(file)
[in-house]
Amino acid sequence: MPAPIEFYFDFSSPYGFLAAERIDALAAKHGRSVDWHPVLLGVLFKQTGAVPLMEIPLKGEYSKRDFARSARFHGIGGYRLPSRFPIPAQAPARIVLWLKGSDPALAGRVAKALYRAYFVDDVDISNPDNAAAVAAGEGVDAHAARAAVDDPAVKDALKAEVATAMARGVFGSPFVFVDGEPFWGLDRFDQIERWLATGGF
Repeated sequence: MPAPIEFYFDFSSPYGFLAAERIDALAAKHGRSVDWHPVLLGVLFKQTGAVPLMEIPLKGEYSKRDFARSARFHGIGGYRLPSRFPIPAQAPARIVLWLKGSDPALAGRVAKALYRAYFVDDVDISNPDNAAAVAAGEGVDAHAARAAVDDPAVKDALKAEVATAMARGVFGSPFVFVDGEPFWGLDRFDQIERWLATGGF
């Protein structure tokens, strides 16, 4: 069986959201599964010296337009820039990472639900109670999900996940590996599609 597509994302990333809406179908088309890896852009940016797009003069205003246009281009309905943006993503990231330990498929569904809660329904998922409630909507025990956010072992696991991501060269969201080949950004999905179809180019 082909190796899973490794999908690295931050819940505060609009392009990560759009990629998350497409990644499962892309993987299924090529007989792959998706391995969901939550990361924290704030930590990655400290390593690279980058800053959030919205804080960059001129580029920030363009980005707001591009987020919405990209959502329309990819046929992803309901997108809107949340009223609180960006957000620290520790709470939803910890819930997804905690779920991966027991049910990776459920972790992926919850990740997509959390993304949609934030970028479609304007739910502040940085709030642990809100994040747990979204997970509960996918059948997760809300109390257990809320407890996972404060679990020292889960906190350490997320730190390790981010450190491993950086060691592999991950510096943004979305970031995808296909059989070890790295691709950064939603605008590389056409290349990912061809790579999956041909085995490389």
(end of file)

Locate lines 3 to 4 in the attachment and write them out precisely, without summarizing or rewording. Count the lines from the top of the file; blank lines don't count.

Repeated sequence: MPAPIEFYFDFSSPYGFLAAERIDALAAKHGRSVDWHPVLLGVLFKQTGAVPLMEIPLKGEYSKRDFARSARFHGIGGYRLPSRFPIPAQAPARIVLWLKGSDPALAGRVAKALYRAYFVDDVDISNPDNAAAVAAGEGVDAHAARAAVDDPAVKDALKAEVATAMARGVFGSPFVFVDGEPFWGLDRFDQIERWLATGGF
């Protein structure tokens, strides 16, 4: 069986959201599964010296337009820039990472639900109670999900996940590996599609 597509994302990333809406179908088309890896852009940016797009003069205003246009281009309905943006993503990231330990498929569904809660329904998922409630909507025990956010072992696991991501060269969201080949950004999905179809180019 082909190796899973490794999908690295931050819940505060609009392009990560759009990629998350497409990644499962892309993987299924090529007989792959998706391995969901939550990361924290704030930590990655400290390593690279980058800053959030919205804080960059001129580029920030363009980005707001591009987020919405990209959502329309990819046929992803309901997108809107949340009223609180960006957000620290520790709470939803910890819930997804905690779920991966027991049910990776459920972790992926919850990740997509959390993304949609934030970028479609304007739910502040940085709030642990809100994040747990979204997970509960996918059948997760809300109390257990809320407890996972404060679990020292889960906190350490997320730190390790981010450190491993950086060691592999991950510096943004979305970031995808296909059989070890790295691709950064939603605008590389056409290349990912061809790579999956041909085995490389």